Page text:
After a little personal inventory, I realize that doing some yoga, drinking a good cup of coffee, and watching a favorite movie are things that I count on to heal my paper cuts (The Sound of Music or Sleepless in Seattle usually does the trick). It’s important to know what triggers happiness, just like it’s important to know what triggers paper cuts.


So when you feel the sting of a minor gash, what do you do to feel better? Run, read, or bake? Do you chat with friends, or  lip-sync to your favorite Hamilton song?

Just like my formerly injured friend, be able to name and ask for the happiness triggers in your life. Surround yourself with positivity, and know which positive things you can call on if ever you cut yourself on the paper in your life.



How To Stay Busy in the Summer

1466796446070Painting by Richard Karr

During the school year,  we have far too few lazy days to can catch up on sleep, finish that Jane Austen book, or spend hours watching Gilmore Girls. Now that summer is here, it’s tempting to make EVERY day a lazy day! But as nice as a little relaxation is here and there, it’s vital to stay busy and productive during the summer, not only to keep yourself from getting bored, but also to take advantage of all the time off from school, and squeeze-in some new adventures and experiences. I recently talked about some ways to make the most of the summer on WSRQ-FM.

You can listen to the segment at www.sarasotatalkradio.com.

Some of the highlights I talk about:

  1. Volunteer- The summers are a great time to get in those community service hours for school, but more than that, volunteering is an incredible experience. There are probably many opportunities in your area that will appeal to you. For some, it is helping out at the animal shelter, for others (like me), it is mentoring at organizations like Girls’ Inc. In addition to providing you with new experiences, volunteering gives you the great feeling of satisfaction that comes with helping others.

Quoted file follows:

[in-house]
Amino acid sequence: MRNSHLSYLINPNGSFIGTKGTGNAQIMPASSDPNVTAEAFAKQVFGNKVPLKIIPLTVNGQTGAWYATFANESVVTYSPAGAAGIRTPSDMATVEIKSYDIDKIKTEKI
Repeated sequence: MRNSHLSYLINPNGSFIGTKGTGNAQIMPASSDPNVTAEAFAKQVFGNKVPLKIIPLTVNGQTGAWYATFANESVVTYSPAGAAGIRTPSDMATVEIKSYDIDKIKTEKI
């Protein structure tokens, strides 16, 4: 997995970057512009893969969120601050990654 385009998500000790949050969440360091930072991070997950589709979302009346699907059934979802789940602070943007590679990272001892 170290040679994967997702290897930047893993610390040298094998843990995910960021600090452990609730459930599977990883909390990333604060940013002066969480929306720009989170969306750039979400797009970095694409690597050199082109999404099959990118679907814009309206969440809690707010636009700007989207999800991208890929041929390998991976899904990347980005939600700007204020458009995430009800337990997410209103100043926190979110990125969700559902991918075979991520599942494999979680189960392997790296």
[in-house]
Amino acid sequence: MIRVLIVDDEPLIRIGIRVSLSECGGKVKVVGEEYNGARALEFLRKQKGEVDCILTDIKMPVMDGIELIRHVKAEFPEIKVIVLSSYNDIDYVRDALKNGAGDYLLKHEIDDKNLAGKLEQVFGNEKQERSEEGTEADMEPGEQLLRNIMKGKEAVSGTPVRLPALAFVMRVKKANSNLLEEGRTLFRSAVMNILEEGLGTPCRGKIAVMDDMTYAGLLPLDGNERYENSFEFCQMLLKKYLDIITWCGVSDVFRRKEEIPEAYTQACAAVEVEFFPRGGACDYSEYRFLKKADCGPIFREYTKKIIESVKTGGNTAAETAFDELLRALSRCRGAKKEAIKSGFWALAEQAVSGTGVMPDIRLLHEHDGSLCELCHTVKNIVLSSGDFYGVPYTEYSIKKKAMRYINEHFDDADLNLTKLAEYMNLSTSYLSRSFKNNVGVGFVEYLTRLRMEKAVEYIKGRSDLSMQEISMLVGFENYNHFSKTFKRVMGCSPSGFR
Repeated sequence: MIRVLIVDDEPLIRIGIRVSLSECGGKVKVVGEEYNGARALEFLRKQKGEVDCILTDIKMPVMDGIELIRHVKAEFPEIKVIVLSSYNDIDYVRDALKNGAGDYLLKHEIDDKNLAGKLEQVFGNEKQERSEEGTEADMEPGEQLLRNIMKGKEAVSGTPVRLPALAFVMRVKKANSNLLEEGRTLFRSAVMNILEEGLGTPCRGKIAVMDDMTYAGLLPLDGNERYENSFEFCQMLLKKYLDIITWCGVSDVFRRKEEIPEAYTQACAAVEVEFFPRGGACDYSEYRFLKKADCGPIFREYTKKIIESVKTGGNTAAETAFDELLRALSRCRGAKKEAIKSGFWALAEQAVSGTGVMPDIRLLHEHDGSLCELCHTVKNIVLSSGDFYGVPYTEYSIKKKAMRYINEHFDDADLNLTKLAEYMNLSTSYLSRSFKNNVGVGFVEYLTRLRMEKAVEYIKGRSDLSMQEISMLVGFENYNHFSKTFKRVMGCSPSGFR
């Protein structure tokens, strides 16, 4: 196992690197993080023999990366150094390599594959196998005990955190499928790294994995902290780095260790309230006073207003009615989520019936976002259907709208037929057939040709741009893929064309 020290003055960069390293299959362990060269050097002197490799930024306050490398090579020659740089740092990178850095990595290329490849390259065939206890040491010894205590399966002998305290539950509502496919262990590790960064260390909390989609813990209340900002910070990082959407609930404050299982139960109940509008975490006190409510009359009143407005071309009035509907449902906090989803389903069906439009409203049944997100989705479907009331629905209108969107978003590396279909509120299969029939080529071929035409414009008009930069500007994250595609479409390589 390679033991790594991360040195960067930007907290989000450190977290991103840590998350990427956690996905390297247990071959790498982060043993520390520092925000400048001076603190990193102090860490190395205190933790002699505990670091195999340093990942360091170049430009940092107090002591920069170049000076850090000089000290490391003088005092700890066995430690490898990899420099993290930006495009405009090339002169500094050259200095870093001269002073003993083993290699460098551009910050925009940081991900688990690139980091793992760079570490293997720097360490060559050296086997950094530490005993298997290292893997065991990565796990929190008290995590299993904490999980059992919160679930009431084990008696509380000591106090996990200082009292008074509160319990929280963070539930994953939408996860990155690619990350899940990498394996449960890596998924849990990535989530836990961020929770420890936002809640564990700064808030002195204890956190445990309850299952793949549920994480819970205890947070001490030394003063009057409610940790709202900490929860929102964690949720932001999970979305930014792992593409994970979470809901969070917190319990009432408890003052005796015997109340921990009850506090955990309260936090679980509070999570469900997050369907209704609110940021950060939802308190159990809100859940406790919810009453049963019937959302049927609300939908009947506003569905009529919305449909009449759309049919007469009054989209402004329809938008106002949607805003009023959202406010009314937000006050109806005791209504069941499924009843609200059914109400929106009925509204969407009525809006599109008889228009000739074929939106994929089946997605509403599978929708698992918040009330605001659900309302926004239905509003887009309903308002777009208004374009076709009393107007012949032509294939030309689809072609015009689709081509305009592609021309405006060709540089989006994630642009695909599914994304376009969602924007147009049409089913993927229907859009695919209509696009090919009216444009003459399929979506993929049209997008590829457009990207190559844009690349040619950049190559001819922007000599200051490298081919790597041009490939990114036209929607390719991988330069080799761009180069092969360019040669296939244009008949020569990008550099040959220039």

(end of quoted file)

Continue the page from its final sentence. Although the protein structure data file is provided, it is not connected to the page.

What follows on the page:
2. Get a job– Summertime is also a great chance to earn some extra cash and start saving for college. Not only does a job earn you some money, but it also gives you work experience, which looks great on transcripts!
  3. Find a new hobby– Whether it’s photography, jogging, or blogging, trying out a new pastime will give you the benefits of exposing yourself to new things, and help you discover a new passion.
  4. Take a class– We don’t often get to choose our classes in school, and sometimes that may leave us feeling that learning is not fun as much as it is an ordeal. Taking a summer class in a subject that really inspires you, be it painting or history, is a great way to spend the vacation.
  5. See your friends– While this may seem obvious, it is easy to get busy with summer activities or fall into a pattern of just lying around the house alone. To keep yourself from getting lonely, make sure you schedule some time with friends. Go have lunch, or include them in your summer activities. Take a photography class together, or volunteer at the same organization. It will make whatever you choose to do this summer infinitely more fun!

So what are you doing this summer? Feel free to share!

Following the Leader


This summer, I am volunteering at Girls Inc, a national nonprofit organization inspiring girls to be “strong, smart and bold,” with innovative programs to guide them. Girls choose jobs and clubs within Girls Inc. that appeal to them, and they have scheduled activities like reading and learning about local wildlife. Girls Inc. provides these programs for kindergarten through eighth grade, and this summer I am helping with the kindergartners. My duties include reading with them, making sure they go where they are supposed to, and helping to serve lunch.

Spending time with the girls is very rewarding!  They are fun and they’re eager to learn. I’m learning, too. A recent experience made me think about being a role model and a leader: The girls were a little rowdy, and would not go anywhere in a cohesive group. To quiet everyone down, I called to them, “I am your mama duck! And you are my ducklings! So, when I say, ‘Hello, ducklings!’ you will say, ‘Hello mama duck!'” The girls thought it was the most fun they could be having at that moment, so when I told them to line up like little ducks, they happily got to it. One of the girls started waddling to display her duckling prowess, and immediately all the others began to walk as well, loving that idea. Leadership experience–check!

But this also made me think about the way we are so quick to follow the leader when we are young. Does it make us more prone to follow others when we’re older? How hard is it to break out of the mold, and become a leader instead of a follower?  We can’t just do what others do; we have to grow out of that, we have to follow our own hearts, establish our own trends, and be our own selves.

I cannot wait for more moments like this at my time at Girls Inc.!

What are some ways that you can be a role model? Are you following others, or are you a leader?

GPA Stress